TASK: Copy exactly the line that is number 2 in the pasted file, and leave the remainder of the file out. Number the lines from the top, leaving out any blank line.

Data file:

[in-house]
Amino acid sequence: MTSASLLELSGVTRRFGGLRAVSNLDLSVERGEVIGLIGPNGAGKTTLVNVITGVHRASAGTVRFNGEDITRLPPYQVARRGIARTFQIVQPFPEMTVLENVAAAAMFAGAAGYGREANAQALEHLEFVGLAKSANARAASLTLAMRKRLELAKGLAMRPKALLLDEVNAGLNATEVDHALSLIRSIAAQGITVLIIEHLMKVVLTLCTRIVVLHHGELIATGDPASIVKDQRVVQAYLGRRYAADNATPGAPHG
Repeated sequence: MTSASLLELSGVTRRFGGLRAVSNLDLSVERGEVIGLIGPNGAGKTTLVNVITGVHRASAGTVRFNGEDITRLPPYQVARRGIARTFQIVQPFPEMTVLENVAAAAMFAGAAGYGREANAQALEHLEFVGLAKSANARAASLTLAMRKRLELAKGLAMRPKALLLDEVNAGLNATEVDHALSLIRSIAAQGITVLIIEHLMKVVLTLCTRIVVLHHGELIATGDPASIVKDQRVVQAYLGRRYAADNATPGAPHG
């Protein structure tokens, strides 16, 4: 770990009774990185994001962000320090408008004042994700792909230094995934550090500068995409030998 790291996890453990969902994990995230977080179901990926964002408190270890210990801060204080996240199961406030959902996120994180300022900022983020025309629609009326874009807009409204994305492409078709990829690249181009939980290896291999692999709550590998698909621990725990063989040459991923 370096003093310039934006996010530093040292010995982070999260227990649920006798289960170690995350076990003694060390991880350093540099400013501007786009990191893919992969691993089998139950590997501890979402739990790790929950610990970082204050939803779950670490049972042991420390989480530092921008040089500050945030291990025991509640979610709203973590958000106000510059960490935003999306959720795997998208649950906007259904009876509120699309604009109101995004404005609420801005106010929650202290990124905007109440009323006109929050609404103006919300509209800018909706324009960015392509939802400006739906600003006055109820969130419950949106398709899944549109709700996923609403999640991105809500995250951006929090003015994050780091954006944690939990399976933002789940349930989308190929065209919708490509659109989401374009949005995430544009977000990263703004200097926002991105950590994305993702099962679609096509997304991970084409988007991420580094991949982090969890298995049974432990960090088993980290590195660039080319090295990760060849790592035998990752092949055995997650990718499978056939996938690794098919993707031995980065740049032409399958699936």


Amino acid sequence: MTSASLLELSGVTRRFGGLRAVSNLDLSVERGEVIGLIGPNGAGKTTLVNVITGVHRASAGTVRFNGEDITRLPPYQVARRGIARTFQIVQPFPEMTVLENVAAAAMFAGAAGYGREANAQALEHLEFVGLAKSANARAASLTLAMRKRLELAKGLAMRPKALLLDEVNAGLNATEVDHALSLIRSIAAQGITVLIIEHLMKVVLTLCTRIVVLHHGELIATGDPASIVKDQRVVQAYLGRRYAADNATPGAPHG